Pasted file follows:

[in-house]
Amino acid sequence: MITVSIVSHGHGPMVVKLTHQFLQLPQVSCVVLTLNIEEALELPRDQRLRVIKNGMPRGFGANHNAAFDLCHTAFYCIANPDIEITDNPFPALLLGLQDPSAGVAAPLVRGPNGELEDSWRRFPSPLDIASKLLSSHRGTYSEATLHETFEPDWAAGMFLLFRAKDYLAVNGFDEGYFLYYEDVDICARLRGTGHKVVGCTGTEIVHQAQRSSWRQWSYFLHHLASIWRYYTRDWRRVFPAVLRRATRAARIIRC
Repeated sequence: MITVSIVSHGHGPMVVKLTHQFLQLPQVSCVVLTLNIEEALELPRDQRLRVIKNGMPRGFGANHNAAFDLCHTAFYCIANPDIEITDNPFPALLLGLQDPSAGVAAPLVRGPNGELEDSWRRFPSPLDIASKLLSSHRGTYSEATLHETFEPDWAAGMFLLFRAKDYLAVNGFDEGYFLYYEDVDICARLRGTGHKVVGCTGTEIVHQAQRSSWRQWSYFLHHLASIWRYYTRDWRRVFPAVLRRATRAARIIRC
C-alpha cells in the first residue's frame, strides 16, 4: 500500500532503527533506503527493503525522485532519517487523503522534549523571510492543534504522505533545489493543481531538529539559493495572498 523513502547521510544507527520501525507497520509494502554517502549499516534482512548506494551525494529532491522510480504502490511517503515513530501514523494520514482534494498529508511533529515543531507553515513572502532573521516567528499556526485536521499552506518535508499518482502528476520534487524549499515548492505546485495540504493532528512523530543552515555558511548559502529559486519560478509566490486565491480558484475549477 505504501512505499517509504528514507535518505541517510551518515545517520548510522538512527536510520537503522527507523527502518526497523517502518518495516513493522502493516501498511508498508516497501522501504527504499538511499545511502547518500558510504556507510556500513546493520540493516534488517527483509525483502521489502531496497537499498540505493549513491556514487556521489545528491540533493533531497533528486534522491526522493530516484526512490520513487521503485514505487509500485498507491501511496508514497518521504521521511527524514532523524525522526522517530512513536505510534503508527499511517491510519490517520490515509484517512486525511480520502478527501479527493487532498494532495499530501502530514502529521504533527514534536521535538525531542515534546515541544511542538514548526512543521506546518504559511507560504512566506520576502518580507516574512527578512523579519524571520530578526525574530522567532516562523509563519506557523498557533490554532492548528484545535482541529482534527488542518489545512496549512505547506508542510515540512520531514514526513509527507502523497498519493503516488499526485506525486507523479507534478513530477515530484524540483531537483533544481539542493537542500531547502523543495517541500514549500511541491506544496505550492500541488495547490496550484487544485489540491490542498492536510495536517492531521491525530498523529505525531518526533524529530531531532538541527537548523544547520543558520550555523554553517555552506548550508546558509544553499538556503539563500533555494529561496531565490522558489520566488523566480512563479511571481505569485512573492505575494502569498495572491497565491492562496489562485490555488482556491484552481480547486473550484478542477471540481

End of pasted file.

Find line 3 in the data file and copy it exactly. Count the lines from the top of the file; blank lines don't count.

Repeated sequence: MITVSIVSHGHGPMVVKLTHQFLQLPQVSCVVLTLNIEEALELPRDQRLRVIKNGMPRGFGANHNAAFDLCHTAFYCIANPDIEITDNPFPALLLGLQDPSAGVAAPLVRGPNGELEDSWRRFPSPLDIASKLLSSHRGTYSEATLHETFEPDWAAGMFLLFRAKDYLAVNGFDEGYFLYYEDVDICARLRGTGHKVVGCTGTEIVHQAQRSSWRQWSYFLHHLASIWRYYTRDWRRVFPAVLRRATRAARIIRC